Princes and Paupers - who should pay inheritance tax?

By Elliot Keck, investigations campaign manager at the TaxPayers' Alliance


The death of Her Majesty The Queen has been refreshingly free of political debate. Outside of the fringes, most have come together in a touching display of affection and respect for a job well done and a life well lived.


But inevitably politics will re-enter the fray. Including on taxation, where a debate has already started. As has been pointed out, King Charles III doesn’t pay inheritance tax on an estate worth an estimated £652 million. Some have already begun calling for policy change to address this. After all, they point out, the rest of us pay 40 per cent on anything over £325,000, or £500,000 if it’s a home.


There are arguments in favour of this arrangement, at least if you believe in the monarchy as an institution. King Charles will not inherit these assets as a private individual, but as the sovereign. He mostly does not have the power to sell these assets, a power reserved to the Crown Estate. Anything passed onto other members of the Royal Family from the Queen’s private estate would be taxable at the normal rate. 


However, it is easy to appreciate why it may seem unfair to people. Why should they pay tax on the comparatively small inheritance from their family, while the King’s wealth remains untouched by the tentacles of the Treasury? Some will say the royal family are unfairly spared the horrible burden of inheritance tax.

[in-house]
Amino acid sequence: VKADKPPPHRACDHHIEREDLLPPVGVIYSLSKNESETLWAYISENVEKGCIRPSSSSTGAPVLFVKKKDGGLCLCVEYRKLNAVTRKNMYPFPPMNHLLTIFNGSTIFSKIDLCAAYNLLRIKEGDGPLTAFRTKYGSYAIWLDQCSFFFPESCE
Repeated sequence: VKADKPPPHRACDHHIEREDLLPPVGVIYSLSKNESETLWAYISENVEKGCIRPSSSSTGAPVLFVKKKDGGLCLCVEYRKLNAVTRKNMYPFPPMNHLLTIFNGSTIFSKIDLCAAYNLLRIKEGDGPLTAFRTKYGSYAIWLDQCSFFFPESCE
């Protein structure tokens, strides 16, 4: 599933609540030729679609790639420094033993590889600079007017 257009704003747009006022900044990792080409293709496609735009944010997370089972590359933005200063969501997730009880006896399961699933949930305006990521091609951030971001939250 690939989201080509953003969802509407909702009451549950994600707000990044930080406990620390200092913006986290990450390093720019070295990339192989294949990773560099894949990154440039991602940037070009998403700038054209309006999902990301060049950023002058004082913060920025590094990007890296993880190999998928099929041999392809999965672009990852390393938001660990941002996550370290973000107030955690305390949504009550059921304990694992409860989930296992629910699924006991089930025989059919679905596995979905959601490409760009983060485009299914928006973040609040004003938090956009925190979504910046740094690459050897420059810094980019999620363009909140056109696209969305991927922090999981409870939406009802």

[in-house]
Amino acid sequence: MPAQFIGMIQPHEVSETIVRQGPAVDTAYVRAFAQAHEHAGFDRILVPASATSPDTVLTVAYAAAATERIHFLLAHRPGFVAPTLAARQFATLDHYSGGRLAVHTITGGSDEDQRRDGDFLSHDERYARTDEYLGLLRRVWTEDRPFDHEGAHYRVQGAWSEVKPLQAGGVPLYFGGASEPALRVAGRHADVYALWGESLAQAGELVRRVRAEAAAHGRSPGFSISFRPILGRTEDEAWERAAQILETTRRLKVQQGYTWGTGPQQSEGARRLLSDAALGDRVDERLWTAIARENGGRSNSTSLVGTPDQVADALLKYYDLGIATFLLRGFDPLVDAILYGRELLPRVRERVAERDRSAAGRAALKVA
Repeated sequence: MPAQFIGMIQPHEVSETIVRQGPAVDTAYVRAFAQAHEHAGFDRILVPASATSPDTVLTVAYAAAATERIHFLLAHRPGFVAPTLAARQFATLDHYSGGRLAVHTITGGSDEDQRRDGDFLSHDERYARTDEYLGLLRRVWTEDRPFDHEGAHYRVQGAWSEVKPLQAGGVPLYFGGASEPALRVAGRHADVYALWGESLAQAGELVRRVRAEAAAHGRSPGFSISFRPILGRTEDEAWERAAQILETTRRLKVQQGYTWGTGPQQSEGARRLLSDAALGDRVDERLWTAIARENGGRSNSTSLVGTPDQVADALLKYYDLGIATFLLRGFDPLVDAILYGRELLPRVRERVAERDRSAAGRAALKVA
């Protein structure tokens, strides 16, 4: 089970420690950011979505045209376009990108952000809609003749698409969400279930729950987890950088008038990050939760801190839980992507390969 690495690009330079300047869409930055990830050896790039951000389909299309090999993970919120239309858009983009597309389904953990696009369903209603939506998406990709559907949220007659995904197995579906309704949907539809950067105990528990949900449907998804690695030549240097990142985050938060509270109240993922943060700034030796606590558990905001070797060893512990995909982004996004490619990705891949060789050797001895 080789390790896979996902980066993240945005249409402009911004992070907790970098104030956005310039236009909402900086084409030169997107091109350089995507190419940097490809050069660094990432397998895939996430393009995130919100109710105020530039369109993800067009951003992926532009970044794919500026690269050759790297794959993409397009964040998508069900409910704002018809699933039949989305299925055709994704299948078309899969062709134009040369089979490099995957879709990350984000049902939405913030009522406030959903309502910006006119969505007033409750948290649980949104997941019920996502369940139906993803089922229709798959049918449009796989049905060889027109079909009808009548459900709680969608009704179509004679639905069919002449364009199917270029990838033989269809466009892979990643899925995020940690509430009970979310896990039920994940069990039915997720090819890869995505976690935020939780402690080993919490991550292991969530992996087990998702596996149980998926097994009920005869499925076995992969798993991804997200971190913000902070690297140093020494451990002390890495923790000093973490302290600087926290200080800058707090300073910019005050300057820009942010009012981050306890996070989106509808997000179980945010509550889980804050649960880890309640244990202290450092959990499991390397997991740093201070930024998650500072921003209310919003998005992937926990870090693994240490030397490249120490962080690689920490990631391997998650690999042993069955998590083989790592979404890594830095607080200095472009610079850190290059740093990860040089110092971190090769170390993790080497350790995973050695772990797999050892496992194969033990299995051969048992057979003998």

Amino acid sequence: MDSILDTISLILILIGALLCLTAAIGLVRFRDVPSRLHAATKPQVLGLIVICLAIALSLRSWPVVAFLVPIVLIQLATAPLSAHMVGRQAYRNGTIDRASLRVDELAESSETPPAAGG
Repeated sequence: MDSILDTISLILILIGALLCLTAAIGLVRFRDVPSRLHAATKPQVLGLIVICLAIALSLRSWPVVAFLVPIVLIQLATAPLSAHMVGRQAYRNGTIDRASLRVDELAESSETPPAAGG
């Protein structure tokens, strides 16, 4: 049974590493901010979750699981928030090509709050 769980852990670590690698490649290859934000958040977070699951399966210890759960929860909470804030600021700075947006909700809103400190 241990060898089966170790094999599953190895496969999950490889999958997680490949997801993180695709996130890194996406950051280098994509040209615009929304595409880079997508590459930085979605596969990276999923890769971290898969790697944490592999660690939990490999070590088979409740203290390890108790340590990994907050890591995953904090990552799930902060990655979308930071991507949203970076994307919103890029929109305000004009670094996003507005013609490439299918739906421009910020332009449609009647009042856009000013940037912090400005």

The real question though, is why should anyone pay it? Inheritance tax is distortionary, unfair and very unpopular. Exemptions for items such as agricultural property, heritage assets and certain business assets prompt people to take, buy and sell assets to avoid tax. Exemptions for lifetime gifts encourage premature transfer of assets, leading people to transfer assets earlier than they would ideally like. It discourages saving on your heir’s behalf, in favour of immediate consumption or cash transfers. A special higher threshold specifically for residential property encourages people to invest in houses instead of other assets, adding inflationary pressure to house prices while reducing the capital available for other uses, such as business investment.


The scope for avoidance through tax planning means that often inheritance tax is a tax on unlucky people whose benefactors either died unexpectedly early or who felt unable to afford professional advice. Given it is also levied at a difficult time for families on the death of a relative, perhaps the problems are with the tax itself, not the fact the heir to the throne doesn’t pay it in full.


That’s why we have long called for the tax to be abolished. More recently we called on an increase of the threshold to £1 million, as a first step along the road. So to those feeling frustrated that the King hasn’t paid inheritance tax, there’s a simple answer: neither should you.

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